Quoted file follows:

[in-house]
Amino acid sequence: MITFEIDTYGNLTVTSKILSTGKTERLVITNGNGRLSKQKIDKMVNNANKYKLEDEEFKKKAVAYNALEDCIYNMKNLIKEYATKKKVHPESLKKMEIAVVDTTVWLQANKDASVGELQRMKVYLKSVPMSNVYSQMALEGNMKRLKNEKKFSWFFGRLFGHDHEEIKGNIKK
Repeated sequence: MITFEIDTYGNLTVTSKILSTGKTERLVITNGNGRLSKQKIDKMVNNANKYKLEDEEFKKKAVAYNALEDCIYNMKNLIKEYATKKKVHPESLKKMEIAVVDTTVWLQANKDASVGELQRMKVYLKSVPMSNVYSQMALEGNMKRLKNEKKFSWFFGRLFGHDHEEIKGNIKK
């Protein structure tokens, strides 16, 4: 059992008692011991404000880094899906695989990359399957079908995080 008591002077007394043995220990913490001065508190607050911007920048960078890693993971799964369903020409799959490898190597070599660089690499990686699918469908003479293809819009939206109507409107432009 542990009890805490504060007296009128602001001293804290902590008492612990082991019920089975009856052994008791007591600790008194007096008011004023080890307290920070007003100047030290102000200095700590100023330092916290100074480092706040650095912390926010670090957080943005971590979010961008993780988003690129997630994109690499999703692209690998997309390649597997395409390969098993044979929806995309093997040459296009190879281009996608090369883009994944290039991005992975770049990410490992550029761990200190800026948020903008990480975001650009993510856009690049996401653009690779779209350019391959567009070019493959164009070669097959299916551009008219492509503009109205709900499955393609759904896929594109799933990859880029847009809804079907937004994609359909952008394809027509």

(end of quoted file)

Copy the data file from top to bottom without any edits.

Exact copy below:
[in-house]
Amino acid sequence: MITFEIDTYGNLTVTSKILSTGKTERLVITNGNGRLSKQKIDKMVNNANKYKLEDEEFKKKAVAYNALEDCIYNMKNLIKEYATKKKVHPESLKKMEIAVVDTTVWLQANKDASVGELQRMKVYLKSVPMSNVYSQMALEGNMKRLKNEKKFSWFFGRLFGHDHEEIKGNIKK
Repeated sequence: MITFEIDTYGNLTVTSKILSTGKTERLVITNGNGRLSKQKIDKMVNNANKYKLEDEEFKKKAVAYNALEDCIYNMKNLIKEYATKKKVHPESLKKMEIAVVDTTVWLQANKDASVGELQRMKVYLKSVPMSNVYSQMALEGNMKRLKNEKKFSWFFGRLFGHDHEEIKGNIKK
């Protein structure tokens, strides 16, 4: 059992008692011991404000880094899906695989990359399957079908995080 008591002077007394043995220990913490001065508190607050911007920048960078890693993971799964369903020409799959490898190597070599660089690499990686699918469908003479293809819009939206109507409107432009 542990009890805490504060007296009128602001001293804290902590008492612990082991019920089975009856052994008791007591600790008194007096008011004023080890307290920070007003100047030290102000200095700590100023330092916290100074480092706040650095912390926010670090957080943005971590979010961008993780988003690129997630994109690499999703692209690998997309390649597997395409390969098993044979929806995309093997040459296009190879281009996608090369883009994944290039991005992975770049990410490992550029761990200190800026948020903008990480975001650009993510856009690049996401653009690779779209350019391959567009070019493959164009070669097959299916551009008219492509503009109205709900499955393609759904896929594109799933990859880029847009809804079907937004994609359909952008394809027509």